Cystic Fibrosis Foundation Applauds FDA Approval of Trikafta

Cystic Fibrosis Foundation Applauds FDA Approval of Trikafta

The Cystic Fibrosis Foundation (CFF) is celebrating the United States Food and Drug Administration’s decision to approve Trikafta.

The therapy — a triple combo based on elexacaftortezacaftor, and ivacaftor, which is being developed by Vertex Pharmaceuticals — was approved on Oct. 21 for people with cystic fibrosis (CF) who are 12 and older, and who have at least one copy of the F508del mutation in the cystic fibrosis transmembrane conductance regulator (CFTR) gene. This is the most common CF-causing mutation; it is estimated to be present in nine out of 10 people with CF.

Trikafta works by improving the ability of the protein encoded by the mutated gene to function properly.

“Today marks a tremendous breakthrough and exciting news for people with cystic fibrosis,” Preston W. Campbell, III, MD, president and CEO of the CFF, said in a news release. “This milestone is the result of an extraordinary community working together against great odds, and we are overjoyed that this will mean more people will have effective treatments for their disease.”

In clinical trials (NCT03525444 and NCT03525548), Trikafta increased lung function (measured by ppFEV1, the percent predicted forced expiratory volume in one second, which is a widely used measure of lung function) by an average of 13.8 percentage points in people with one F508del mutation, compared to treatment with a placebo. In people with two F508del mutations, Trikafta increased lung function by 10 percentage points compared to those treated with Symdeko (tezacaftor/ivacaftor; an approved therapy also marketed by Vertex).

In terms of safety, the triple combo was generally well-tolerated in both studies.

Additional clinical trials to test Trikafta in children ages 6 to 11 are currently ongoing, with results expected in 2020.

According to Vertex, Trikafta has the potential to treat up to 90% of all CF patients. Nonetheless, CFF emphasized that more work is needed to find effective treatments for all patients.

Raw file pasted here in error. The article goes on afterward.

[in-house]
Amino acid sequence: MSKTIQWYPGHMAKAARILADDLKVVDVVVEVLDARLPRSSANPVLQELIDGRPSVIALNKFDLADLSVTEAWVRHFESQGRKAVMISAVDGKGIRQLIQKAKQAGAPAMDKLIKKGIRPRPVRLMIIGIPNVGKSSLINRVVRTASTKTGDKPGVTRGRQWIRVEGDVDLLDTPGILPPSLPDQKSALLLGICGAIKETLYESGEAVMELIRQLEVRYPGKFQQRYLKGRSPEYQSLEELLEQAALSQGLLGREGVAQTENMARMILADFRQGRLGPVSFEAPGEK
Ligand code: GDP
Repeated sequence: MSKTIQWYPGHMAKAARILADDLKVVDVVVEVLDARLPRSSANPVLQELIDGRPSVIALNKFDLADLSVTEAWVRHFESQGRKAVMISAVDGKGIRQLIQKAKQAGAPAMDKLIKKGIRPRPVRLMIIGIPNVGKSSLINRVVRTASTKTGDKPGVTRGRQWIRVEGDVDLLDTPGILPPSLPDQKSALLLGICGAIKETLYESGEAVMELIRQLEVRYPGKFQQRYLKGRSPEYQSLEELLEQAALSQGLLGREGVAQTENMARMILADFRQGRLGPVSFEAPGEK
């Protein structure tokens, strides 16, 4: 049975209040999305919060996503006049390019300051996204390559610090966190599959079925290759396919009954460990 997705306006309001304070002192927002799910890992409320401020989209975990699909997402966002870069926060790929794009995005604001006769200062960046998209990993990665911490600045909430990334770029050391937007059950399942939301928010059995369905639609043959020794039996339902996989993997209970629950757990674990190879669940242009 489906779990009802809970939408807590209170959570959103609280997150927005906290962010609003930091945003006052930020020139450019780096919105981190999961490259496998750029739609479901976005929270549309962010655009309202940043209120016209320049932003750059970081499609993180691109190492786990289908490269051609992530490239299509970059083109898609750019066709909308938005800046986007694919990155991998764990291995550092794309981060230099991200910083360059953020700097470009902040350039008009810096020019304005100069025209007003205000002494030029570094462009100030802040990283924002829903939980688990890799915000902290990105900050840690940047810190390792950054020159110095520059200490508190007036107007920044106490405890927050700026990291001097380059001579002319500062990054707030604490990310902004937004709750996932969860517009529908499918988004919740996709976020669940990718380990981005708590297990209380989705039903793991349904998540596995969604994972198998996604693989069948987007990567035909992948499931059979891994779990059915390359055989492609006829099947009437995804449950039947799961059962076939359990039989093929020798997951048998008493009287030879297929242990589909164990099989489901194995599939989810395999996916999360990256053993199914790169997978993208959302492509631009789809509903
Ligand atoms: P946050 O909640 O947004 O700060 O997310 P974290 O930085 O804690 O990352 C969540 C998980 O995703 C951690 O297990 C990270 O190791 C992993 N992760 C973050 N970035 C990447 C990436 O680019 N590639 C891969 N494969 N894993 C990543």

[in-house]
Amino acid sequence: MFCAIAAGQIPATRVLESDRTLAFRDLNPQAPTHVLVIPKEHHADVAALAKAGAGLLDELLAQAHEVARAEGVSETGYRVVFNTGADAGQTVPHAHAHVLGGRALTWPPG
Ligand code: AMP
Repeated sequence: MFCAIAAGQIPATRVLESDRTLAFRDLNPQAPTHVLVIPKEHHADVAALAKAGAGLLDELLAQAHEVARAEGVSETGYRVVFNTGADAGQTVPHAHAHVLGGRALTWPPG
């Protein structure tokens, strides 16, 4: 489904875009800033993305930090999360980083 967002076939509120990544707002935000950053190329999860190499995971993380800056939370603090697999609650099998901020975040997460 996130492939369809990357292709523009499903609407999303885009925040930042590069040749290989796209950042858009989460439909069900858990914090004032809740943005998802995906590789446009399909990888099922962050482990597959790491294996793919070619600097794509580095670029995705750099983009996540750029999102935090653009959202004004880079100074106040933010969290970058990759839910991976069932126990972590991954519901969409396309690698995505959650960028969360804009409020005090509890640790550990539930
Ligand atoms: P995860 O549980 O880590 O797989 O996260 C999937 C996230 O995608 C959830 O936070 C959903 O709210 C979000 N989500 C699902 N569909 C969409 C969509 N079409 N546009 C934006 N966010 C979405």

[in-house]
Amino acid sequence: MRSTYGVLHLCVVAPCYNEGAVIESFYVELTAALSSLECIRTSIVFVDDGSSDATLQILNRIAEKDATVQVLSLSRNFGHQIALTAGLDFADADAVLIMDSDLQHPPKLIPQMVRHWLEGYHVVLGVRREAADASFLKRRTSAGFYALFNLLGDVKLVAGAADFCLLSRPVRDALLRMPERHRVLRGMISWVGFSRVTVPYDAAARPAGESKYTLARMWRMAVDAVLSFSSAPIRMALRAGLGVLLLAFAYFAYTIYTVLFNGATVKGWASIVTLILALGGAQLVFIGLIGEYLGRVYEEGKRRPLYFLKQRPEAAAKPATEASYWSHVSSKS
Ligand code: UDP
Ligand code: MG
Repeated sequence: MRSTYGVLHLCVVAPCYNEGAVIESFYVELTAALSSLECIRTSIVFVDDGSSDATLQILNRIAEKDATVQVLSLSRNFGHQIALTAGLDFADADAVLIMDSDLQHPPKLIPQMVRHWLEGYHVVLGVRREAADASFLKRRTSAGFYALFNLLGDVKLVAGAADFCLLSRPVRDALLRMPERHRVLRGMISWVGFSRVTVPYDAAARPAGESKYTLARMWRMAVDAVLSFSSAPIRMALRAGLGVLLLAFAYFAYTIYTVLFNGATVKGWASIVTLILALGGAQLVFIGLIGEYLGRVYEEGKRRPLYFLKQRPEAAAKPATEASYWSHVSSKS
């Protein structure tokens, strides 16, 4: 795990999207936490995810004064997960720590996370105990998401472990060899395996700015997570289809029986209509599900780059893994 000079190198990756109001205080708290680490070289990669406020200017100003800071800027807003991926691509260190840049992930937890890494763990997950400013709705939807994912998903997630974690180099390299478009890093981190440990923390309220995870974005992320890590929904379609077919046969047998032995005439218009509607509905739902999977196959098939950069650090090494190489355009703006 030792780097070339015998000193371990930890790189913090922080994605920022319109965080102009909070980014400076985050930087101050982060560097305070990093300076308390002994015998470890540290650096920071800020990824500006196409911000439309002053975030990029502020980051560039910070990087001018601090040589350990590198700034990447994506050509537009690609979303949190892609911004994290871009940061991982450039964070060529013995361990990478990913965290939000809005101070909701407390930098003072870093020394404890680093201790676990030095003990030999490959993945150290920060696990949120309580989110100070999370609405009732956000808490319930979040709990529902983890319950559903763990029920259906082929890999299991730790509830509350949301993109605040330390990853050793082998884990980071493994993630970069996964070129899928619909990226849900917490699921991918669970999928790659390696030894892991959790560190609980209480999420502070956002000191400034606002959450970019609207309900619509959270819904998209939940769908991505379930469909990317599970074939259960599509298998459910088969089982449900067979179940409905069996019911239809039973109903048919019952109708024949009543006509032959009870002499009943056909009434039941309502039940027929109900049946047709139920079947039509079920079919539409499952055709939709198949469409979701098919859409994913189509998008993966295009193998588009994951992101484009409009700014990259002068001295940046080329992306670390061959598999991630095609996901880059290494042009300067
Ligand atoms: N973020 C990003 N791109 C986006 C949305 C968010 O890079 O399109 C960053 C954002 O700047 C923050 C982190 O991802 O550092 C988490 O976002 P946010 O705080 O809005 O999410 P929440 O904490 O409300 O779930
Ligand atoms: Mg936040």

“As we celebrate today, we will not lose sight of the many individuals in our community who are still waiting for a breakthrough that will treat their mutations,” said Michael P. Boyle, MD, senior vice president of therapeutics development at CFF.

“We will not be done until every person with CF has a treatment for the underlying cause of their disease and, one day, a cure,” Boyle said.

Marisa, a science writer, holds an MS in Cellular and Molecular Pathology from the University of Pittsburgh, where she studied novel genetic drivers of ovarian cancer. She specializes in cancer biology, immunology, and genetics. Marisa began working with BioNews in 2018, and has written about science and health for SelfHacked and the Genetics Society of America. She also writes/composes musicals and coaches the University of Pittsburgh fencing club.
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Patrícia holds her PhD in Medical Microbiology and Infectious Diseases from the Leiden University Medical Center in Leiden, The Netherlands. She has studied Applied Biology at Universidade do Minho and was a postdoctoral research fellow at Instituto de Medicina Molecular in Lisbon, Portugal. Her work has been focused on molecular genetic traits of infectious agents such as viruses and parasites.
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Marisa, a science writer, holds an MS in Cellular and Molecular Pathology from the University of Pittsburgh, where she studied novel genetic drivers of ovarian cancer. She specializes in cancer biology, immunology, and genetics. Marisa began working with BioNews in 2018, and has written about science and health for SelfHacked and the Genetics Society of America. She also writes/composes musicals and coaches the University of Pittsburgh fencing club.
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